JB’s shop dispensed the latest British scramblers plus all manner of accessories and the workshop was usually brimming with bikes and engines awaiting anything from a tweak to a full rebuild and John provided much support for many emerging motocross champions.

The shop became a magnet for motocross riders as they knew that when they purchased a bike from “JB”, they had his years of experience and knowledge behind him.

John was not shy and never afraid to give or take advice, but he always commanded respect from all sides of the motorcycling community.

He was largely responsible for establishing the new Christmas Hills circuit in Victoria, beginning negotiations with a local landowner, Stan Ashmore, to construct a track on the land.

In May, 1964, the track opened by promoting Victoria’s most prestigious such event – the Ron Hunter Memorial Grand National, named after the club’s former president who was tragically killed at a grasstrack meeting.

Photo: In 1964, past Victorian Grand National winners assembled for a nostalgic photo  at the Grand opening of the Christmas Hills circuit – [L-R] Ken Rumble, Ray Fisher, John Burrows, George Bailey and Ian Gaff

The Jumper Wars

It was during this time that John became a spokesperson for the riders in the famous “jumpers war” with the Auto Cycle Union of Victoria.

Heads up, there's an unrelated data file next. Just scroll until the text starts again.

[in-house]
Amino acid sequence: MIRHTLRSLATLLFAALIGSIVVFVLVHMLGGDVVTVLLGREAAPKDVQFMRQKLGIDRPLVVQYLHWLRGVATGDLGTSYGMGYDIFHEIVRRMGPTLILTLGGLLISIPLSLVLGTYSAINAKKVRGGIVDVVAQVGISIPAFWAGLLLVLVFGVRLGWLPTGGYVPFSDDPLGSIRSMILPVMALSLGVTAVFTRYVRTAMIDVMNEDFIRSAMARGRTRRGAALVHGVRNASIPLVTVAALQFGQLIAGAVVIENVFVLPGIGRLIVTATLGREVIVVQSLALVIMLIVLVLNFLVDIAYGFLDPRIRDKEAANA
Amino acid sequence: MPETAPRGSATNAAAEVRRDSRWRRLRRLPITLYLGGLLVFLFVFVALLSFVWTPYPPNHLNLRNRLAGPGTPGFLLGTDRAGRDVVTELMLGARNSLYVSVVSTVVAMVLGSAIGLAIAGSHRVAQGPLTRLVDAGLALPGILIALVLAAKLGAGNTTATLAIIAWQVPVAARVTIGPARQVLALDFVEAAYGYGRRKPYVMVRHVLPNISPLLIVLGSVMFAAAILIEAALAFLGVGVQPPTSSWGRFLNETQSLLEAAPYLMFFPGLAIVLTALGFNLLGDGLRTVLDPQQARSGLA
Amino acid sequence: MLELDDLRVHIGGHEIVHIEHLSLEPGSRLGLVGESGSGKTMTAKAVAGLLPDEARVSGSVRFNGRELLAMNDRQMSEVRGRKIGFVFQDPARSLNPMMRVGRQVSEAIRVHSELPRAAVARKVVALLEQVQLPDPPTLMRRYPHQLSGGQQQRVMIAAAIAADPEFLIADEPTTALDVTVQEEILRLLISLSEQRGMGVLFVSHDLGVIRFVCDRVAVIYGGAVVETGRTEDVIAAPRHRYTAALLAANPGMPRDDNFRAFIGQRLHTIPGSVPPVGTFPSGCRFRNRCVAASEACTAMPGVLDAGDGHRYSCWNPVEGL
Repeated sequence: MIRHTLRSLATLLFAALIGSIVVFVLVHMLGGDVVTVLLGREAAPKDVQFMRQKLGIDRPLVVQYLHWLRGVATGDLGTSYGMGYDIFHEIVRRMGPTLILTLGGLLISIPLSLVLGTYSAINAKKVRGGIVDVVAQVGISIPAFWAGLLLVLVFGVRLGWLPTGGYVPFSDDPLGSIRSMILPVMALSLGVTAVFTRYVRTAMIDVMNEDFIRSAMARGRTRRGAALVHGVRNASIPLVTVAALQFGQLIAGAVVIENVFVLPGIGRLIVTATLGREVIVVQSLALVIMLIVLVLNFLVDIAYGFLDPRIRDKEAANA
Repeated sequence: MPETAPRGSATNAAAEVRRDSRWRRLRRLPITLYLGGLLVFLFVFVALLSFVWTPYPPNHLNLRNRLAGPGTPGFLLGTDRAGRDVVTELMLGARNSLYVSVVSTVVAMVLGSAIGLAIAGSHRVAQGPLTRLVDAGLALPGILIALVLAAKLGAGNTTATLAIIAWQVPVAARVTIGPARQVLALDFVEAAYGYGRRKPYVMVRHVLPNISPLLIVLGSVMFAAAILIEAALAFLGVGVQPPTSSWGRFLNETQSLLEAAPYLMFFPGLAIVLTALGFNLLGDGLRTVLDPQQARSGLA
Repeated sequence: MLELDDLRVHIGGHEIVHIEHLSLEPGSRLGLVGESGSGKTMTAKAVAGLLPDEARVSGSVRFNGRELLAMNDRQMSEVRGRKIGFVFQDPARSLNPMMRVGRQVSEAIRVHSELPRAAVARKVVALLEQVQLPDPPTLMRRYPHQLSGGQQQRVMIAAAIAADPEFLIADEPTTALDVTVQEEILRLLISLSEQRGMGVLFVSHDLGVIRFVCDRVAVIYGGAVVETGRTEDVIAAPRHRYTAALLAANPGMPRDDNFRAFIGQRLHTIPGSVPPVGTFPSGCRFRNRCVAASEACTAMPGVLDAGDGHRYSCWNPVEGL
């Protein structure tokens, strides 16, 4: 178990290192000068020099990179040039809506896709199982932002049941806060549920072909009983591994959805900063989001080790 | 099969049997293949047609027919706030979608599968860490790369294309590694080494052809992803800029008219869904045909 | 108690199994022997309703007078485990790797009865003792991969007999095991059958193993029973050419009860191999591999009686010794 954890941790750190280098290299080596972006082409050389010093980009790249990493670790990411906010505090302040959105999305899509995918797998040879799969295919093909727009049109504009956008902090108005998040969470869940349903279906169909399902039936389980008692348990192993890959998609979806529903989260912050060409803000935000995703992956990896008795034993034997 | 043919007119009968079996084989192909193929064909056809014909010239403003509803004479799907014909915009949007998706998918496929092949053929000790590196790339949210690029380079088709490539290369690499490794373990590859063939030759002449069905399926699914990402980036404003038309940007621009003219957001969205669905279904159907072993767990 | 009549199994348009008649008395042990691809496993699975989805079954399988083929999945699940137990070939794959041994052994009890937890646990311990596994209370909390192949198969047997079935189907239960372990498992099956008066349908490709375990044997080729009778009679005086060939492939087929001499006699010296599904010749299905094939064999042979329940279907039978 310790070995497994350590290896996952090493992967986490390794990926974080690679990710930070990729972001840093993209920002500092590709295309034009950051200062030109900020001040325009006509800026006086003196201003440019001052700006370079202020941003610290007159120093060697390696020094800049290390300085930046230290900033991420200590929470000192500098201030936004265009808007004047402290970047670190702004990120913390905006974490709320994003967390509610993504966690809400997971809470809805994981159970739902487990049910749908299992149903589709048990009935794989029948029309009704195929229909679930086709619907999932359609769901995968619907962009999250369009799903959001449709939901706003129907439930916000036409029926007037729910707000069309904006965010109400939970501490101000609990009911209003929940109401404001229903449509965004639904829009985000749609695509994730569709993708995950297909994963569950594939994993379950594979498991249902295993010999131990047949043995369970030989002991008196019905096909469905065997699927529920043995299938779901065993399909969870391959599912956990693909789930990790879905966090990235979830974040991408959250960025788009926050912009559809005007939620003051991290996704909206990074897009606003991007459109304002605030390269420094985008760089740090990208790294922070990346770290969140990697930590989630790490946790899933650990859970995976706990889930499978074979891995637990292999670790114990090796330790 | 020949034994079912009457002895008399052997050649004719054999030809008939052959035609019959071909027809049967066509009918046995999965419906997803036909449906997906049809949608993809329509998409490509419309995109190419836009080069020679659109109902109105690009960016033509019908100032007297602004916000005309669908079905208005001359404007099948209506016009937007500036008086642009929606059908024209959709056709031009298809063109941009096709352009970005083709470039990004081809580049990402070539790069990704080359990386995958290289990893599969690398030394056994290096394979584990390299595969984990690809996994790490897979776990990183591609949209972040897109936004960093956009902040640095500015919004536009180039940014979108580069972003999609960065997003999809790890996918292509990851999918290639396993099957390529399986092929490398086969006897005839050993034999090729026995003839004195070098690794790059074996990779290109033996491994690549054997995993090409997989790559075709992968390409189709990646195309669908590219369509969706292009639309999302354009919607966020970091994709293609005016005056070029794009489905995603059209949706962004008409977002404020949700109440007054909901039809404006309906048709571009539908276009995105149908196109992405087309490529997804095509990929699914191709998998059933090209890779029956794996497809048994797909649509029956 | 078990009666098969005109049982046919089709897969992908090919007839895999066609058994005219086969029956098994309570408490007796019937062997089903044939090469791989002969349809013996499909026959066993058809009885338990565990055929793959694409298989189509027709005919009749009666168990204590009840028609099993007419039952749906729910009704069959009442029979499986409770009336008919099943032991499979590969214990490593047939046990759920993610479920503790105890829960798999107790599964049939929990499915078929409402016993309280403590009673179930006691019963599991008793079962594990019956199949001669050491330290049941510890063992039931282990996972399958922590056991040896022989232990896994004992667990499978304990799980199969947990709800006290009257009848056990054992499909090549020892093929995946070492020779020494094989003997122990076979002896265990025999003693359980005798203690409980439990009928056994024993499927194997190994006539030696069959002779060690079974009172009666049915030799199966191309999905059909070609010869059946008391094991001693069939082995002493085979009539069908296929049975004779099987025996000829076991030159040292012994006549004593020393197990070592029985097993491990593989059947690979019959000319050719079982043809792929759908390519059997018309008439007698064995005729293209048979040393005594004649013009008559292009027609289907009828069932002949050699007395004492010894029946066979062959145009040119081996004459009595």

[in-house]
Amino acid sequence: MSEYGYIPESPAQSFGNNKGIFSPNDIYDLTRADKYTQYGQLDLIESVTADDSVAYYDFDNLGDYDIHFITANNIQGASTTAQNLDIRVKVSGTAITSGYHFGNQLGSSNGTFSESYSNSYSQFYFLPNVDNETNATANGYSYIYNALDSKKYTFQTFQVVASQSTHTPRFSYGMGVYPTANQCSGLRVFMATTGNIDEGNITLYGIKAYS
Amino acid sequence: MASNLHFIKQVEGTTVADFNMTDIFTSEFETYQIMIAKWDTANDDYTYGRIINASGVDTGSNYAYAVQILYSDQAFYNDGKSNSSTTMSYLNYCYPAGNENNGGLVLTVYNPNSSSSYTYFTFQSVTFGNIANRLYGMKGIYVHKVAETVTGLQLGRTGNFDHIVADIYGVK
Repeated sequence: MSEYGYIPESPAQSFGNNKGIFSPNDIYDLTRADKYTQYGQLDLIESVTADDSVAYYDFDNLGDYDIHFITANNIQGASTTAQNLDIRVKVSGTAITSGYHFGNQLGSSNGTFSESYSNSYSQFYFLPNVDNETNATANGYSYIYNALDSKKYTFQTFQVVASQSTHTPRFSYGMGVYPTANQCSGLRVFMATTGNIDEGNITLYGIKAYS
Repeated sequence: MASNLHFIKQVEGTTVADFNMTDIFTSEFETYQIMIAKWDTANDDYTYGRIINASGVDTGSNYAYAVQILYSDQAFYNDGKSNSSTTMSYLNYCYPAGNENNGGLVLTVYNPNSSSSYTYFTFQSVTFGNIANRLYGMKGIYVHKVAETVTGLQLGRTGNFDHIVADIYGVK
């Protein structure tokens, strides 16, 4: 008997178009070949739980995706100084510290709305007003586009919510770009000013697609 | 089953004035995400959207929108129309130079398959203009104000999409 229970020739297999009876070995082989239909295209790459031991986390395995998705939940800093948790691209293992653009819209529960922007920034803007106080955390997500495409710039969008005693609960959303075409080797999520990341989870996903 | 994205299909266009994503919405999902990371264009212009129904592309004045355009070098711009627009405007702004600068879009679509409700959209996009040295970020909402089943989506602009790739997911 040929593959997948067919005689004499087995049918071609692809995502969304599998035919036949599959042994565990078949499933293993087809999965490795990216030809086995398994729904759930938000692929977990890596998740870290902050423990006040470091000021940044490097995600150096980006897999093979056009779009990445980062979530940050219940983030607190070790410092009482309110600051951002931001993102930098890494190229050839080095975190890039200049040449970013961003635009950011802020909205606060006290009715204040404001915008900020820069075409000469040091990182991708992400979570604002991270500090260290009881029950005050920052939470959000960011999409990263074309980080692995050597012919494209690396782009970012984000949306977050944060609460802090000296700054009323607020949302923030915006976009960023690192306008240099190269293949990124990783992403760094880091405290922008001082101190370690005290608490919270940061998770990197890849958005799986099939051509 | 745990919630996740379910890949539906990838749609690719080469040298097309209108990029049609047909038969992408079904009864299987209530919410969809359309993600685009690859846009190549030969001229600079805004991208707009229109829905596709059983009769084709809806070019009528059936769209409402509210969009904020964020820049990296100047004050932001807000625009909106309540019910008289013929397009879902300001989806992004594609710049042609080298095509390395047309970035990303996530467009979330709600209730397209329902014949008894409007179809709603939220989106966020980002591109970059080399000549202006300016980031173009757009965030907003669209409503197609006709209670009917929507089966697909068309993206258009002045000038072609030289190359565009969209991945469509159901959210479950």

Pre and post war Australian motocross guidelines required riders to wear leather jackets and leather pants, regardless of the weather. In a hot climate such as Australia, riders started defying this rule and started wearing lighter clothing – such as brighter coloured rugby jumpers – which became the trend in Europe at the Motocross des Nations since 1951.

All states, except for Victoria, relaxed the leather jackets rule, so John continued lobbying the ACU of Victoria until they finally gave in – in 1964. 

However, things became very heated for several years and the ACUV actually banned Burrows, Stacker, Mark Green and John Stanley for three months for “conduct prejudicial to the sport”.

1965 Christmas Hills Motocross - Geoff Taylor, Bob Mitchell, Ken Rumble, John Mapperson and John Burrows

Photo: [L-R] 1965 Christmas Hills Motocross – Geoff Taylor, Bob Mitchell, Ken Rumble, John Mapperson and John Burrows proudly display their colouful rugby jerseys after finally winning the war with the Auto Cycle Union of Victoria, who continually enforced the rule for riders to wear leather jackets up to 1964.

JB's life after racing

After breaking his wrist at Arthurs Creek in 1967 when his Greeves engine seized, Burrows retired from racing after the 1967 Grand National at Christmas Hills, after finding the going tough.